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Aberdeen, United Kingdom

Purvis B.,Total E and P UK Ltd
Proceedings of the Biennial International Pipeline Conference, IPC | Year: 2010

This paper will discuss both the present situation and future developments in Pipeline Integrity Monitoring. It will also highlight how integrity monitoring is a vital part of any Pipeline Integrity Management System (PIMS). To give the true picture of a pipeline's condition, the integrity monitoring systems must identify those elements of the pipeline which are at most risk to any potential modes of failure. Pipeline integrity monitoring offshore tends to be the periodic monitoring of specified components above and below the water surface. This being in the form of long and short term monitoring programs, which are derived from threat identification, risk assessment and mitigation processes. These programs normally follow the relevant industry standards that define specific monitoring activities and frequencies, especially for the safety critical components. PIMS documentation review cycles can be long and complex, but should be undertaken on a regular basis. When these reviews are undertaken they don't always use new data sources that could give us more information about potential failure modes. At present these processes tend to be more reactive or lagging in nature. The future monitoring of pipeline integrity should be more forward-looking and be proactive as well as being reactive. Where are the next major developments? We need to make better use of the data we have by studying trends, changes and impacts wherever possible. Also, have a better understanding of the in-service behaviour and how this can change over the life cycle of a pipeline system. Copyright © 2010 by ASME. Source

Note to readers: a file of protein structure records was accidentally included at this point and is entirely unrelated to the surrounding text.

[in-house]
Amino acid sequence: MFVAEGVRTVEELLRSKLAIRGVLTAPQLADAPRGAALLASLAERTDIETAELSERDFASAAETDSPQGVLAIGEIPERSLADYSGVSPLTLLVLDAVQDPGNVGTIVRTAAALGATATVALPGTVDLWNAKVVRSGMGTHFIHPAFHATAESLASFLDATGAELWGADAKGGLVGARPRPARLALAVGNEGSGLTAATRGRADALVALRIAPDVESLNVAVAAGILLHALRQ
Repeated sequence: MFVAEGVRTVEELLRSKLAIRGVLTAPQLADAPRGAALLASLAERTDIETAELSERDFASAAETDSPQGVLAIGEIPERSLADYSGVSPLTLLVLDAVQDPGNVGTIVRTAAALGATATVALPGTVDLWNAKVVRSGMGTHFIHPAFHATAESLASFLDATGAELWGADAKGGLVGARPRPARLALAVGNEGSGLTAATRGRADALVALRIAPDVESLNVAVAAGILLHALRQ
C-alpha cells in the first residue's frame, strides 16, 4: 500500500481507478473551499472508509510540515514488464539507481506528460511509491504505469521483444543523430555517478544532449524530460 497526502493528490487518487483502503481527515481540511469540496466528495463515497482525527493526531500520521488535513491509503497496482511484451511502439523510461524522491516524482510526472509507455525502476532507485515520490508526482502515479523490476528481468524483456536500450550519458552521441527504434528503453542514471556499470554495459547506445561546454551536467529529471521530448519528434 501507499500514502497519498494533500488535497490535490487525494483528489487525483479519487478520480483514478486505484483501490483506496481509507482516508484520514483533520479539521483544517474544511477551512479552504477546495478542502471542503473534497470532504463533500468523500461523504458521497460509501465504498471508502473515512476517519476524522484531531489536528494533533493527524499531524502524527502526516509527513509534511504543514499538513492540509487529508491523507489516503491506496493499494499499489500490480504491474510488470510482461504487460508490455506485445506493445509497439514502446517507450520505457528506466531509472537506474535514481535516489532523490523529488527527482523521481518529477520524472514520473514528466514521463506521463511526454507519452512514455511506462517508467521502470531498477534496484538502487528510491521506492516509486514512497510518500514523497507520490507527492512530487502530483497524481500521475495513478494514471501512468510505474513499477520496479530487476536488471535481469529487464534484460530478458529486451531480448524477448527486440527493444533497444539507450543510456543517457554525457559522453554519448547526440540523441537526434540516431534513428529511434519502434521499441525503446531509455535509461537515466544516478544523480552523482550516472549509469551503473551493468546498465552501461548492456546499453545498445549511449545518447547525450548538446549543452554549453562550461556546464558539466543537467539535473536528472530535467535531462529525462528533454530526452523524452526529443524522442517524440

Lawson B.,Total E and P UK Ltd
Society of Petroleum Engineers - SPE/APPEA Int. Conference on Health, Safety and Environment in Oil and Gas Exploration and Production 2012: Protecting People and the Environment - Evolving Challenges | Year: 2012

This paper will explain the process and practices involved in managing Asset Integrity within the context of the UKCS, one of the most regulated environments of the world. The paper will explain the following main areas: 1 The workings of Asset integrity within an major oil and gas company operating in the N Sea, including illumination of the processes that we have developed over the last seven years to assess the risks of the threats that we face in order to validate and prioritise the works. 2 We have undertaken ageing and life extension studies and the paper will discuss the methodology used, the outcomes and the results in relation the UK regulators programme to assess the understanding of Oil and Gas companies in relation to ageing and life extension. The processes and tools explained in the paper will be transferable to any operator or duty holder looking to establish or improve an Asset Integrity function around the world. In terms of achievements, the processes that we have in place both demonstrates that we are managing the risks that we encounter as well as senior management involvement and leadership on the issues. With regard to life extension, as a result of the ageing studies that we undertook we have moved on from study and assessment into the implementation phase of the required works that will enable us to operate one of our facilities for 20 years in excess of the original design life. The author is a member of the Asset Integrity Workgroup in Stepchange in Safety and has presented on elements of Asset Integrity at numerous seminars in the UK in recent years. Most recently I was also invited to participate as a member of the panel session on Ageing and Life Extension at Offshore Europe 2011 in Aberdeen. Copyright 2012, SPE/APPEA International Conference on Health, Safety, and Environment in Oil and Gas Exploration and Production. Source

Mainguy M.,Total E and P UK Ltd | Mainguy M.,Total S.A.
International Journal of Rock Mechanics and Mining Sciences | Year: 2016